2014 Government Regulations & Business Summit
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The biosciences comprise a burgeoning industry and important opportunity for Rhode Island. The state’s bioscience industry employs 4,602 bioscience professionals and has a total employment impact of an additional 11,847 workers. On a national and global scale, Rhode Island bioscience companies and professionals participate in the industry’s five primary sectors: drugs and pharmaceuticals; medical devices and equipment; research, testing, and medical laboratories; agricultural feedstock and chemicals; and bioscience-related distribution.
While it is a small sector comparatively to other Rhode Island industries and the New England region as a whole, the Rhode Island bioscience industry is also one of our state’s highest-growth-potential industries. As an industry itself, bioscience is growing faster than the Rhode Island economy.
These numbers are pivotal for Rhode Island since many of these jobs are often high-skill, high-wage positions dedicated to the research, development and production of new medicines, treatments and products. Examples of work within the Rhode Island bioscience industry include developing biotextile mesh for hernia repair; cellular and chemical-based implants to fight cancer or macular degeneration; research and development to treat sepsis or contagious diseases; and the production of pharmaceutical drugs for both common and rare health needs. With nearly 300 clinical trials currently being conducted in Rhode Island, breakthrough cures and treatments are becoming more and more promising.
Over the past 10 years, Rhode Island has worked collectively to grow and invest in the biosciences through industry-development organizations and initiatives, worker-training funds, and K-16 education advancements, including the establishment of:
A statewide bioscience-industry association (Tech Collective, 2004).
Niche bioscience organizations (e.g. Rhode Island Science and Technology Advisory Council, 2005; New England Biotechnology Association, 2009; and MedMates, 2013).
More than $3 million in federal and state workforce-training grants (2004-2013).
Innovate Rhode Island Small Business Fund to match SBIR/STTR Phase I and Phase II awards; also to offset the cost of hosting paid internships (2013).
Academic and industry-blended biotechnology learning programs at Rhode Island K-12 and higher education institutions (e.g. R.I. Department of Education Biotechnology Academies at seven Rhode Island high schools and career and tech centers, 2007; and University of Rhode Island Biotechnology Manufacturing Program, 2003).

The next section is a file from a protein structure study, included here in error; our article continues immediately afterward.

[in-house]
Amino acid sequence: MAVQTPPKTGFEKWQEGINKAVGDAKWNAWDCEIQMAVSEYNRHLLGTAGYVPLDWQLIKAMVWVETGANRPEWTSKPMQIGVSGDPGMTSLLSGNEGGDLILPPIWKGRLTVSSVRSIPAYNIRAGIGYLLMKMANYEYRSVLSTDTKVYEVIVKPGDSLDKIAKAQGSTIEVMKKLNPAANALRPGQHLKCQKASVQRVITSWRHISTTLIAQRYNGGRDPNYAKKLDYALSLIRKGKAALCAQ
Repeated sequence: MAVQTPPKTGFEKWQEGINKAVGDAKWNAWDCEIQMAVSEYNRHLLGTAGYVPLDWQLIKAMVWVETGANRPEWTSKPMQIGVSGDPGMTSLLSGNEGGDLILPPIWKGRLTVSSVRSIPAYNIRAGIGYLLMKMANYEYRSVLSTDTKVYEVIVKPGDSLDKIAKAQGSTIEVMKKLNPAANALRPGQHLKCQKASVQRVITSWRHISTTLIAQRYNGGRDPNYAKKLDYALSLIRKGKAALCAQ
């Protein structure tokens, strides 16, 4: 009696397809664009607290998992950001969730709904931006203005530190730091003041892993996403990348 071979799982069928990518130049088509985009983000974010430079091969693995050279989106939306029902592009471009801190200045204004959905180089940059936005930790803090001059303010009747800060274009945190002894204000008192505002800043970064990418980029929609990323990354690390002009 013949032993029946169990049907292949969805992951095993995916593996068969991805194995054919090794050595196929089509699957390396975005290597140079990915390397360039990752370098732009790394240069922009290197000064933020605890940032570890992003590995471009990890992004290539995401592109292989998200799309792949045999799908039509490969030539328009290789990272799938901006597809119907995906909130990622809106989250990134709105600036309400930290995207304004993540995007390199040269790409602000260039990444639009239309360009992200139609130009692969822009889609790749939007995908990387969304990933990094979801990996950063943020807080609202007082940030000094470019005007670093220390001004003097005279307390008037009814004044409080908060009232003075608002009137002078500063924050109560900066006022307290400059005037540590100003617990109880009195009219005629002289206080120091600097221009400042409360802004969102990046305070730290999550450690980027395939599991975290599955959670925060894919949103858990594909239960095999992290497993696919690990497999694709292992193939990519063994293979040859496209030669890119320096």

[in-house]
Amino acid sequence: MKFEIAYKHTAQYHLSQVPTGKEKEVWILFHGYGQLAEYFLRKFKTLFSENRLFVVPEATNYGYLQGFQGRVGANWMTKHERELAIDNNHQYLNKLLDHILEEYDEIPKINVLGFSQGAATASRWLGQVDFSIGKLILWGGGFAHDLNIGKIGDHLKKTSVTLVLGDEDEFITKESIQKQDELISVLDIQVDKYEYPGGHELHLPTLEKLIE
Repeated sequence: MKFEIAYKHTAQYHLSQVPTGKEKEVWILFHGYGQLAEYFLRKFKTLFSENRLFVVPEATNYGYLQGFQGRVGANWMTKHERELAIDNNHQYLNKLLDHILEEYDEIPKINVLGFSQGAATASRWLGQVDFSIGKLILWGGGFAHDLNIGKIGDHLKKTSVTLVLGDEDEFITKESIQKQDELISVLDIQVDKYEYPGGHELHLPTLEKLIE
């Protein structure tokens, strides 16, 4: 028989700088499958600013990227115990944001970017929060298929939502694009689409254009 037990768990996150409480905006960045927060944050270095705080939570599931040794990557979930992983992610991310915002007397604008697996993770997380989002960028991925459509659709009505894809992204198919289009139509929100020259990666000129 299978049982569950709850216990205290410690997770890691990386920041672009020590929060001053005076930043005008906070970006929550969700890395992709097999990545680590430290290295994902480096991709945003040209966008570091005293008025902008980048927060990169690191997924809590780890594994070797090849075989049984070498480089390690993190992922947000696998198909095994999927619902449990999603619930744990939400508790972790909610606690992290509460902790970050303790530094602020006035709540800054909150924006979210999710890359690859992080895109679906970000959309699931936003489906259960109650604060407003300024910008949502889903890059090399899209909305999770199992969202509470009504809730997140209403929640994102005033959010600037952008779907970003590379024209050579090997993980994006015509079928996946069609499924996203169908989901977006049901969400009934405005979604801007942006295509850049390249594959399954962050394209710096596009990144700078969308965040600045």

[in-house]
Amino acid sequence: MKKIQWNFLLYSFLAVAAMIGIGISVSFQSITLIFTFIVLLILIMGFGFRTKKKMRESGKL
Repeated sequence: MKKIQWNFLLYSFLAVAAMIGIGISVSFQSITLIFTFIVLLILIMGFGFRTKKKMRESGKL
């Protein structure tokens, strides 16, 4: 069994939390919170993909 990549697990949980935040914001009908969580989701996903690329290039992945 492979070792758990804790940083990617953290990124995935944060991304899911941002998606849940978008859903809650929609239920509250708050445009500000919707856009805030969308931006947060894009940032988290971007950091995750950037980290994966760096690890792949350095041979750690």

Supplemental bioscience programs at the K-12 level (e.g. Bioscience Job Shadow Day; SkillsUSA Rhode Island Bioscience Competition; Tech Collective GRRL Tech Expo; EPSCoR; and industry tours and speakers).
These are achievements we can be proud of as a state and industry community; however, they cannot be a resting point. On a larger scale, business and competitive issues facing the industry have been largely unaddressed. Access to capital, be it venture funding, SBIR/STTR awards, or other sources, is a consistent challenge, yet critical need for this industry. Facilities and infrastructure, inventorship and intellectual property, research and clinical trial capabilities, and the regulatory environment also impact the industry’s ability to innovate.
As a company begins to grow, access to a skilled workforce becomes a concern. These needs, individually as well as together, directly influence whether bioscience companies will succeed in Rhode Island or simply vacate for more established New England bioscience markets.
To be clear, the return on investment in this industry is not immediate. Researching, discovering and manufacturing new medicines and devices are labor and time intensive. That’s why we need to continue to support the public and private entities who are leading the way in the development of bioscience innovations in Rhode Island. In the “Economic Intersections of Rhode Island” report, the Rhode Island Foundation and Commerce RI recently identified the bioscience industry as one of eight promising sectors within the Rhode Island economy. Building upon industry connections, conducting a competitive analysis, and creating an industry-sector identity were key recommendations of this Make It Happen RI initiative follow-up report.
In March, Tech Collective released its Rhode Island Bioscience Skills Gap Study identifying workforce-skill needs and education and career pathways. Recommendations stemming from the report included extending engagement in youth STEM programs, increasing bioscience program enrollment and experiential-learning opportunities at the college and university level, and increasing training funding for existing workers.
Awareness and advocacy on behalf of the industry were cited with reference to the Economic Intersections of Rhode Island report. The skills-gap report was funded with state investment from a Governor’s Workforce Board Industry Partnership grant (one of eight Industry Partnership grants within Rhode Island’s high-growth, high-wage industries).
As Rhode Island’s elected officials, academic leaders and the business community work to develop strategies to strengthen our economy, the bioscience industry should be embraced as an important economic engine that can help ensure a brighter future for all Rhode Islanders.
The work that has been accomplished thus far has laid a strong foundation for this young innovation ecosystem. We need to work together to continue to provide the workforce, business and industry-specific support that foster bioscience innovation and growth. •